Date of Award


Document Type

Senior Scholars Paper (Colby Access Only)


Colby College. English Dept.


Robert Gillespie

Second Advisor

Douglas N. Archibald

Third Advisor

William B. Miller


The main idea of my novel is to describe the nature of the imagination and how it is influenced by contitioning . There are two distinct "worlds" in the novel -- the temporal world of the narrator, and the timeless world of Beatrice, the narrator's imagination. In the narrator's childhood the two worlds are similar, as the conditioning of the "real" world haven't yet influenced the sponteneity of the narrator. I use fantasy in much of this part to describe the innocent, carefree, "fantastic" nature of childhood. As the narrator grows and enters the world so does Beatrice. The social and moral codes begin to jeopardize the freedom of her imagination. Beatrice becomes a spiritual guide for the narrator -- illuminating the problems through dreams and images. Sometimes the conditions of the "real" world obscure the meaning of Beatrice, and other times the narrator realizes Beatrice's messages to her. As the narrator grows, and the problems and influences become more powerful and complex, Beatrice becomes more and more enigmatic. The two drift together and apart according to how strongly the world affects the narrator. By the end of the book, the narrator has overcome the conditioning of the world and the two worlds again merge, as it was in her childhood -- symbolizing the spiritual triumph of the narrator in spite of the force of the inhibiting world. I've written parts of my novel in different styles -- narrative, fantasy, surrealism. I favor surrealism as the most appropriate vehicle to describe my thoughts. Much of what I have here will be omitted or rewritten in this style (for example, the second part of my novel). I feel that symbols and surrealistic images create a more timeless atmosphere -- one that seems to generalize the philosophical thoughts I'm trying to present, most effectively.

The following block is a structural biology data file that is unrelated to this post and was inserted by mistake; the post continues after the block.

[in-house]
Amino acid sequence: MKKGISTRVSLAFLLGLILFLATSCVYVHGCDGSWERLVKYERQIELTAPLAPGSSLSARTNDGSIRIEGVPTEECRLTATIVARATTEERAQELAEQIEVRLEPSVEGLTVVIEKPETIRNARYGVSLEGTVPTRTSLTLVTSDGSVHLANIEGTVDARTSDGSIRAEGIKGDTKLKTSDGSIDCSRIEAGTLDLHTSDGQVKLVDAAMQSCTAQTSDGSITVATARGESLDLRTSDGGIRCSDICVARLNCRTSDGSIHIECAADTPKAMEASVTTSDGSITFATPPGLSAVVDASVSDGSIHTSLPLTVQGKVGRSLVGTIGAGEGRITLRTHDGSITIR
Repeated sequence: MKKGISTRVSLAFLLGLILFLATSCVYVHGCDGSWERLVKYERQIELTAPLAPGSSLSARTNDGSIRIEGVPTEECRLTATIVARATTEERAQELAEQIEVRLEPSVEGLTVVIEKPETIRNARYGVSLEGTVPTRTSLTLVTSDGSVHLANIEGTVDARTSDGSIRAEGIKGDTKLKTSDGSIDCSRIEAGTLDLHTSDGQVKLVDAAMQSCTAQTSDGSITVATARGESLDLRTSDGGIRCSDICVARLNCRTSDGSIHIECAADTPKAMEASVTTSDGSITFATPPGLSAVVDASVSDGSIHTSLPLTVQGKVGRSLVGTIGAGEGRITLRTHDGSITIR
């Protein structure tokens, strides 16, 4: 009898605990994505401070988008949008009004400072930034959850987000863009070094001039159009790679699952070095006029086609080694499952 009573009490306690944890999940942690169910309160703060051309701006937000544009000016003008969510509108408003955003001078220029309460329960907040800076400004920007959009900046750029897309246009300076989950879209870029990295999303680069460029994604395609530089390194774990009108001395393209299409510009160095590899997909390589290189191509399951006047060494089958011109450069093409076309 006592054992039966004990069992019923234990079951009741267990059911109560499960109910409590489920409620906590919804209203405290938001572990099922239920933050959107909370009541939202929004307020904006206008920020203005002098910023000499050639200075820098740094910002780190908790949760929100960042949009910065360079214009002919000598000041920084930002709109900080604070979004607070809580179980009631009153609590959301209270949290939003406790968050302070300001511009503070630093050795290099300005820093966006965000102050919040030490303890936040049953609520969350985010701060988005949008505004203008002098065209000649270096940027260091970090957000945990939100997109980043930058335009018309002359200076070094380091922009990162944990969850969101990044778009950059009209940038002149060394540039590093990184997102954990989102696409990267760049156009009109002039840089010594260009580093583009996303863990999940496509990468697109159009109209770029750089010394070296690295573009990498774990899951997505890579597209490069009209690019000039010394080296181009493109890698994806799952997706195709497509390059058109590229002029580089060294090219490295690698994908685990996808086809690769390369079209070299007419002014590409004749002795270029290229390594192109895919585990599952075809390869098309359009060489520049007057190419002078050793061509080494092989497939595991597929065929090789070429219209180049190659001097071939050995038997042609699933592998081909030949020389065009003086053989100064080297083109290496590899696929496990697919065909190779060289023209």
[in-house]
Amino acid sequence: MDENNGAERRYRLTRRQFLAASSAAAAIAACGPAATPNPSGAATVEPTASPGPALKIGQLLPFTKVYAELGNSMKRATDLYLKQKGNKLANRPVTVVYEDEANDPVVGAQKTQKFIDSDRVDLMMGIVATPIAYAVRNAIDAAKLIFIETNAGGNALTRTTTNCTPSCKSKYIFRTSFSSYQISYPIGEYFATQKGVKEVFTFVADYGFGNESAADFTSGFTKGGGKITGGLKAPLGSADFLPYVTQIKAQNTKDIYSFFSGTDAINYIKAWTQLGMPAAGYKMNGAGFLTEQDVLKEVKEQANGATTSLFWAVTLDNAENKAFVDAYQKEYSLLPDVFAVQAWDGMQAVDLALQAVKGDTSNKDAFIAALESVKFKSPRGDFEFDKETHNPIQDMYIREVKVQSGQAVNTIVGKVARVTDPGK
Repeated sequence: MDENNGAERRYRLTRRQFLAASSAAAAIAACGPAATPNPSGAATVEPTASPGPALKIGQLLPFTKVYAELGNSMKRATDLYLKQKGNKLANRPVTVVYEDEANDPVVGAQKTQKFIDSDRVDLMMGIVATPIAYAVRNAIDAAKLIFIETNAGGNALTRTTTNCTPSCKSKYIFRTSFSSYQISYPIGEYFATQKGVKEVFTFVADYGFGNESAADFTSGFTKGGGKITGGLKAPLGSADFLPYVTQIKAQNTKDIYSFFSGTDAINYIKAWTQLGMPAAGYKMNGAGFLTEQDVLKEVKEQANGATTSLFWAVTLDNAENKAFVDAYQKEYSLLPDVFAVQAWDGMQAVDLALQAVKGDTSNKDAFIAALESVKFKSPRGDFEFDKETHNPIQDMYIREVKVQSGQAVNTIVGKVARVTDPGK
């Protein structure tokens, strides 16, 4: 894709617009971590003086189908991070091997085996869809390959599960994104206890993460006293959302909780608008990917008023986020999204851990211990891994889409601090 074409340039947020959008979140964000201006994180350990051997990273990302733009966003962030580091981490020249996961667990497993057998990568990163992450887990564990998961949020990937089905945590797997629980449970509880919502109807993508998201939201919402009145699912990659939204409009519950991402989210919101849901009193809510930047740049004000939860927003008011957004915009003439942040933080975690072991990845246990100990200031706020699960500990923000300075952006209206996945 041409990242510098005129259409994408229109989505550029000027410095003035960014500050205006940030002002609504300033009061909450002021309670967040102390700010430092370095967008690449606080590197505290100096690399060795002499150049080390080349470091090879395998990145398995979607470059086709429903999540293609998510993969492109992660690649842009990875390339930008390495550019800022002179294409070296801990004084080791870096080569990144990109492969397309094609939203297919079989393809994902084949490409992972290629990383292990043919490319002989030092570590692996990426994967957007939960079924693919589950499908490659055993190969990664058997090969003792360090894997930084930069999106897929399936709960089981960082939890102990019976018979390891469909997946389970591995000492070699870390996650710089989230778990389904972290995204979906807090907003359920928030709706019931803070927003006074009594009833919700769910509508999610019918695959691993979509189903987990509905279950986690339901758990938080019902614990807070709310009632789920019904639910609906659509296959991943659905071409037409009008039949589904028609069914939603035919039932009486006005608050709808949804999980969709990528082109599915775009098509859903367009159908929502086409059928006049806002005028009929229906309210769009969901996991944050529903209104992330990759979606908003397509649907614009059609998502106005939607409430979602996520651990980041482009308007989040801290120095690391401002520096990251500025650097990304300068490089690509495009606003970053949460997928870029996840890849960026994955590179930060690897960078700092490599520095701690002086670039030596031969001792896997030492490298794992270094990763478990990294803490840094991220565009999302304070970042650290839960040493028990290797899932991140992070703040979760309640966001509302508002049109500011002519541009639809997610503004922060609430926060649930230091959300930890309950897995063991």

novel, literature


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